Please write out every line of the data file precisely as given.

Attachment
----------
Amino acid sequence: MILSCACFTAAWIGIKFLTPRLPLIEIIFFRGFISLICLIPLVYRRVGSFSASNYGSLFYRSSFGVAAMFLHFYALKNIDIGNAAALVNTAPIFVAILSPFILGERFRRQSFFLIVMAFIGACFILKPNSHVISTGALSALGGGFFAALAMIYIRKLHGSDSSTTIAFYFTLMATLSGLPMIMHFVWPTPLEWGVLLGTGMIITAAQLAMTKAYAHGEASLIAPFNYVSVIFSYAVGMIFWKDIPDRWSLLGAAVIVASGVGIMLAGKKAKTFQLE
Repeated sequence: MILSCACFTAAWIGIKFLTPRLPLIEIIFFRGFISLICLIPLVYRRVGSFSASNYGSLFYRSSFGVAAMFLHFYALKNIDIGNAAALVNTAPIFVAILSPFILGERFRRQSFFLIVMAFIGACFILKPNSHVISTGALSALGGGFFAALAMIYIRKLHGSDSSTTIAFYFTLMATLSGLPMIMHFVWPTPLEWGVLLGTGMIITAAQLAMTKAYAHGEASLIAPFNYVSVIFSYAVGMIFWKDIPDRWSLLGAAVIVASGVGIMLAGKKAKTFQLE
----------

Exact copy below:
Amino acid sequence: MILSCACFTAAWIGIKFLTPRLPLIEIIFFRGFISLICLIPLVYRRVGSFSASNYGSLFYRSSFGVAAMFLHFYALKNIDIGNAAALVNTAPIFVAILSPFILGERFRRQSFFLIVMAFIGACFILKPNSHVISTGALSALGGGFFAALAMIYIRKLHGSDSSTTIAFYFTLMATLSGLPMIMHFVWPTPLEWGVLLGTGMIITAAQLAMTKAYAHGEASLIAPFNYVSVIFSYAVGMIFWKDIPDRWSLLGAAVIVASGVGIMLAGKKAKTFQLE
Repeated sequence: MILSCACFTAAWIGIKFLTPRLPLIEIIFFRGFISLICLIPLVYRRVGSFSASNYGSLFYRSSFGVAAMFLHFYALKNIDIGNAAALVNTAPIFVAILSPFILGERFRRQSFFLIVMAFIGACFILKPNSHVISTGALSALGGGFFAALAMIYIRKLHGSDSSTTIAFYFTLMATLSGLPMIMHFVWPTPLEWGVLLGTGMIITAAQLAMTKAYAHGEASLIAPFNYVSVIFSYAVGMIFWKDIPDRWSLLGAAVIVASGVGIMLAGKKAKTFQLE